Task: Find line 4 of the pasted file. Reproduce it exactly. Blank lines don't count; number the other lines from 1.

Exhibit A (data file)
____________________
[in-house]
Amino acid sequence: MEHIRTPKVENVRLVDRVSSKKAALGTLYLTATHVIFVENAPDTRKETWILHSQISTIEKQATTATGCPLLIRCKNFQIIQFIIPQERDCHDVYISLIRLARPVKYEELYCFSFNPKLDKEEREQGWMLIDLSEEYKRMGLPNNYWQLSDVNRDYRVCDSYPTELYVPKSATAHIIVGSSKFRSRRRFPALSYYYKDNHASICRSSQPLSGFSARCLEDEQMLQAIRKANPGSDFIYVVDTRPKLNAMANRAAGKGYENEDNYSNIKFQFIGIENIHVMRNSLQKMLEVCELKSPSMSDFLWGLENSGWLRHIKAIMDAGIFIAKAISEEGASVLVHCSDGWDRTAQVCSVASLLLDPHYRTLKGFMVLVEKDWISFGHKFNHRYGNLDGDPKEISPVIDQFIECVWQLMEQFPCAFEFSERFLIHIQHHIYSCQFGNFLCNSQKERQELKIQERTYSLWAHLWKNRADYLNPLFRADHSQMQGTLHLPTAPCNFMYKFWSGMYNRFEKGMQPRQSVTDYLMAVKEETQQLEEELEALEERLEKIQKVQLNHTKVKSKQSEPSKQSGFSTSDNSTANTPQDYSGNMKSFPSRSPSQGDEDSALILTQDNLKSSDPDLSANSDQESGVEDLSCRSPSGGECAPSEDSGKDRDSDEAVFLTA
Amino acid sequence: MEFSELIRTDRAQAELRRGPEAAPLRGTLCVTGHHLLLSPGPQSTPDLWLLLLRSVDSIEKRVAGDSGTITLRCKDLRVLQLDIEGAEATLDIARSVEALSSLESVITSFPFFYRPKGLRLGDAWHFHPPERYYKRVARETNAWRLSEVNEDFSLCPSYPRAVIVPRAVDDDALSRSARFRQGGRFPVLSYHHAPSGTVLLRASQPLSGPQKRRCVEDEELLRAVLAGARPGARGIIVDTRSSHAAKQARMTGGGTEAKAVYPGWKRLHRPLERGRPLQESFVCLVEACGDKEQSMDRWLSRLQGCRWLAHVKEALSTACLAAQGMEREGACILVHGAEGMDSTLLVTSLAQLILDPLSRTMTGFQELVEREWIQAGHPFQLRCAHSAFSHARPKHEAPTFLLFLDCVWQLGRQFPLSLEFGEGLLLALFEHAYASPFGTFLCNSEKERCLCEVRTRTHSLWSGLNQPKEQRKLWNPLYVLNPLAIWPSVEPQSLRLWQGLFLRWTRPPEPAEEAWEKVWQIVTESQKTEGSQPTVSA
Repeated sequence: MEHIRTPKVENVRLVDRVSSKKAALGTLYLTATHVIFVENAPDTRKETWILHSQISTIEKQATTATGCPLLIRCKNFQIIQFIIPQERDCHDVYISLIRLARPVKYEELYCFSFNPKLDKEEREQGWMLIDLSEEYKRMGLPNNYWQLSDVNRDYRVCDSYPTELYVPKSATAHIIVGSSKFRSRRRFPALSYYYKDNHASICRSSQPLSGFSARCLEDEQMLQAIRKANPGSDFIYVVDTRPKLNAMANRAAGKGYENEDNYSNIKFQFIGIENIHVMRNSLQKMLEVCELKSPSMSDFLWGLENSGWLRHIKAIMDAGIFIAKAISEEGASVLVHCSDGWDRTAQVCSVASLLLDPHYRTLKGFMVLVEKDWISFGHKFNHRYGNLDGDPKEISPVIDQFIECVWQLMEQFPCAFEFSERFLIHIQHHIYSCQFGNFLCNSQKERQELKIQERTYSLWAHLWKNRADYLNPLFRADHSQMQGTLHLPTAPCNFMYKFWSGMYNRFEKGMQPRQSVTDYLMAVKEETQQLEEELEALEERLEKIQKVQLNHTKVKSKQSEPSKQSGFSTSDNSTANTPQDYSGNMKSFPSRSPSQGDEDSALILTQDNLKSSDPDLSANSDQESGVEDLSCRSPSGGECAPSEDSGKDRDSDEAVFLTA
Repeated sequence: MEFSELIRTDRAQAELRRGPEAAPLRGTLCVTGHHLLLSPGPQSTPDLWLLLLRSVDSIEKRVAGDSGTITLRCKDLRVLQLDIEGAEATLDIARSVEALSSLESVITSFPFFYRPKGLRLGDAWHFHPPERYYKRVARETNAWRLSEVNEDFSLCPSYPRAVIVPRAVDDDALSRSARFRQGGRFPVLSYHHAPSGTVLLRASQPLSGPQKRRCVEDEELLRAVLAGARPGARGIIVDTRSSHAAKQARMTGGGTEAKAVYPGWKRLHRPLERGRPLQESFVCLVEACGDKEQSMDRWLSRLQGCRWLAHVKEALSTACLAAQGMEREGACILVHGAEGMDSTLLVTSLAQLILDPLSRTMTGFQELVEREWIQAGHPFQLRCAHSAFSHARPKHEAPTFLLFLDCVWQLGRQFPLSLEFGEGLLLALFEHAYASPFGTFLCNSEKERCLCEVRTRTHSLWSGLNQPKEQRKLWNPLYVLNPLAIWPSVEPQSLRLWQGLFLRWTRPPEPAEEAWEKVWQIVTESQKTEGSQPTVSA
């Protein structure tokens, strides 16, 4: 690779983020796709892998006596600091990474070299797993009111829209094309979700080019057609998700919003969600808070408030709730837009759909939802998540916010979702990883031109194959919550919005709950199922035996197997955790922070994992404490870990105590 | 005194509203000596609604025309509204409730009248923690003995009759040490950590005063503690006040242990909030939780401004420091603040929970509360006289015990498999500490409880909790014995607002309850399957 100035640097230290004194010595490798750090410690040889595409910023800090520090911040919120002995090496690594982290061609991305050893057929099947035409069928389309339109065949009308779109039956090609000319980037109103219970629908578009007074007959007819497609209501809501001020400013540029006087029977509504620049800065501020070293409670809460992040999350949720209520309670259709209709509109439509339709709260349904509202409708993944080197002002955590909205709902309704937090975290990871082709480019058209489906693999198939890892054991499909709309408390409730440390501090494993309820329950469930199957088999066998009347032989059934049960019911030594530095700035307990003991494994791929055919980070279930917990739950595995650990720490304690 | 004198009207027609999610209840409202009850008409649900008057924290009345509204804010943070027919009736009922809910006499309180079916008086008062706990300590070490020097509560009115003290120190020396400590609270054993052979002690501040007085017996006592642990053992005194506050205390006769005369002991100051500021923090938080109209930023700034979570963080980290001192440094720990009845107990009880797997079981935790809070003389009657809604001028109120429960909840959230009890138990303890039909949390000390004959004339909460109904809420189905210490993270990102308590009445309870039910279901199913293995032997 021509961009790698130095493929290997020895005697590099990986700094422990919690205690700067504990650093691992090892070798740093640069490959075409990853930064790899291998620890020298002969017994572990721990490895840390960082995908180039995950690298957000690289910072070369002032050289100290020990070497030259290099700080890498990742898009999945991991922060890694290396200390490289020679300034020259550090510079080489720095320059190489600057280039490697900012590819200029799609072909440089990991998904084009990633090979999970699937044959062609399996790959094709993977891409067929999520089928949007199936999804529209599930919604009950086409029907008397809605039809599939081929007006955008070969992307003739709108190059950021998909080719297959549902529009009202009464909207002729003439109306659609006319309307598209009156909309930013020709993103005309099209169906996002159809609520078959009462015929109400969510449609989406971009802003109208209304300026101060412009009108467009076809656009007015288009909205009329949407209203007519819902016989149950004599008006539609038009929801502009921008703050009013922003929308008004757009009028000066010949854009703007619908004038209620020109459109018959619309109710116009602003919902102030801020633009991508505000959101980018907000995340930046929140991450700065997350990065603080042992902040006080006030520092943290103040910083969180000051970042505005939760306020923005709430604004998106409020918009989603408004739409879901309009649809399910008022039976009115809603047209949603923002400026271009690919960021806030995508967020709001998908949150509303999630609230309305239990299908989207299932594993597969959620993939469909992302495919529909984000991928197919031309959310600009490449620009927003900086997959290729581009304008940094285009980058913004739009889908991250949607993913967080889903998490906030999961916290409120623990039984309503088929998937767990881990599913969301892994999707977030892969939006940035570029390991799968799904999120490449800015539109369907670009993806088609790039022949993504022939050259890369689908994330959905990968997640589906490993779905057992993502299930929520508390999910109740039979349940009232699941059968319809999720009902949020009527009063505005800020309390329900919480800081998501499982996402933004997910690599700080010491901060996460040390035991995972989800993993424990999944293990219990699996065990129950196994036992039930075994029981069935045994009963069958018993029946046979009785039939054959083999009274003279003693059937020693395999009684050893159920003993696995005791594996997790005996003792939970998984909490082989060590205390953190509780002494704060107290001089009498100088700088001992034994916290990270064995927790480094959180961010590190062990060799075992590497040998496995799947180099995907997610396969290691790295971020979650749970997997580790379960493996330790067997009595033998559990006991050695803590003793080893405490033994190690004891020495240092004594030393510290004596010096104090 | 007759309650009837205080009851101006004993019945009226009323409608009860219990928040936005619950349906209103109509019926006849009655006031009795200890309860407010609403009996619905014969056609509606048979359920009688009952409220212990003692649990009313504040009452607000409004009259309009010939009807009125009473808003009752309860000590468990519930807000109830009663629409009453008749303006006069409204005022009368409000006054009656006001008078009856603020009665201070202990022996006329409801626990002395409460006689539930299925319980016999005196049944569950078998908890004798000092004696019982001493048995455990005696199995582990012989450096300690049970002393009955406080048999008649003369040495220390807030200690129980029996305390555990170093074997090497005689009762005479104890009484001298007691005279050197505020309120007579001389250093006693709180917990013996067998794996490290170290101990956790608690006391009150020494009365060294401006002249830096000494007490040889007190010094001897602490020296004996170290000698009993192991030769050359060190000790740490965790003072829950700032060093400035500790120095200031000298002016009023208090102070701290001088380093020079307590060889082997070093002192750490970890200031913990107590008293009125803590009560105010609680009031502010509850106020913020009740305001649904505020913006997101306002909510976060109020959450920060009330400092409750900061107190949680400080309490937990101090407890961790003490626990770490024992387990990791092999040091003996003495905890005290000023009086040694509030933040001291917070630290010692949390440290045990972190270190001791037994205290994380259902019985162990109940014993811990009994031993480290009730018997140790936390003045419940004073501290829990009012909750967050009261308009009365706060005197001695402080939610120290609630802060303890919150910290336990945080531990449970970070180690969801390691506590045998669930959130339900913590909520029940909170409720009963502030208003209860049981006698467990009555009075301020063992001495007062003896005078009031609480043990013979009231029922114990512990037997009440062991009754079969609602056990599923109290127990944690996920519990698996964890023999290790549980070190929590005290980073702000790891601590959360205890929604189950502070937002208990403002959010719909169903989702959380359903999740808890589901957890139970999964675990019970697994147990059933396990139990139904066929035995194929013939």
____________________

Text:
Repeated sequence: MEHIRTPKVENVRLVDRVSSKKAALGTLYLTATHVIFVENAPDTRKETWILHSQISTIEKQATTATGCPLLIRCKNFQIIQFIIPQERDCHDVYISLIRLARPVKYEELYCFSFNPKLDKEEREQGWMLIDLSEEYKRMGLPNNYWQLSDVNRDYRVCDSYPTELYVPKSATAHIIVGSSKFRSRRRFPALSYYYKDNHASICRSSQPLSGFSARCLEDEQMLQAIRKANPGSDFIYVVDTRPKLNAMANRAAGKGYENEDNYSNIKFQFIGIENIHVMRNSLQKMLEVCELKSPSMSDFLWGLENSGWLRHIKAIMDAGIFIAKAISEEGASVLVHCSDGWDRTAQVCSVASLLLDPHYRTLKGFMVLVEKDWISFGHKFNHRYGNLDGDPKEISPVIDQFIECVWQLMEQFPCAFEFSERFLIHIQHHIYSCQFGNFLCNSQKERQELKIQERTYSLWAHLWKNRADYLNPLFRADHSQMQGTLHLPTAPCNFMYKFWSGMYNRFEKGMQPRQSVTDYLMAVKEETQQLEEELEALEERLEKIQKVQLNHTKVKSKQSEPSKQSGFSTSDNSTANTPQDYSGNMKSFPSRSPSQGDEDSALILTQDNLKSSDPDLSANSDQESGVEDLSCRSPSGGECAPSEDSGKDRDSDEAVFLTA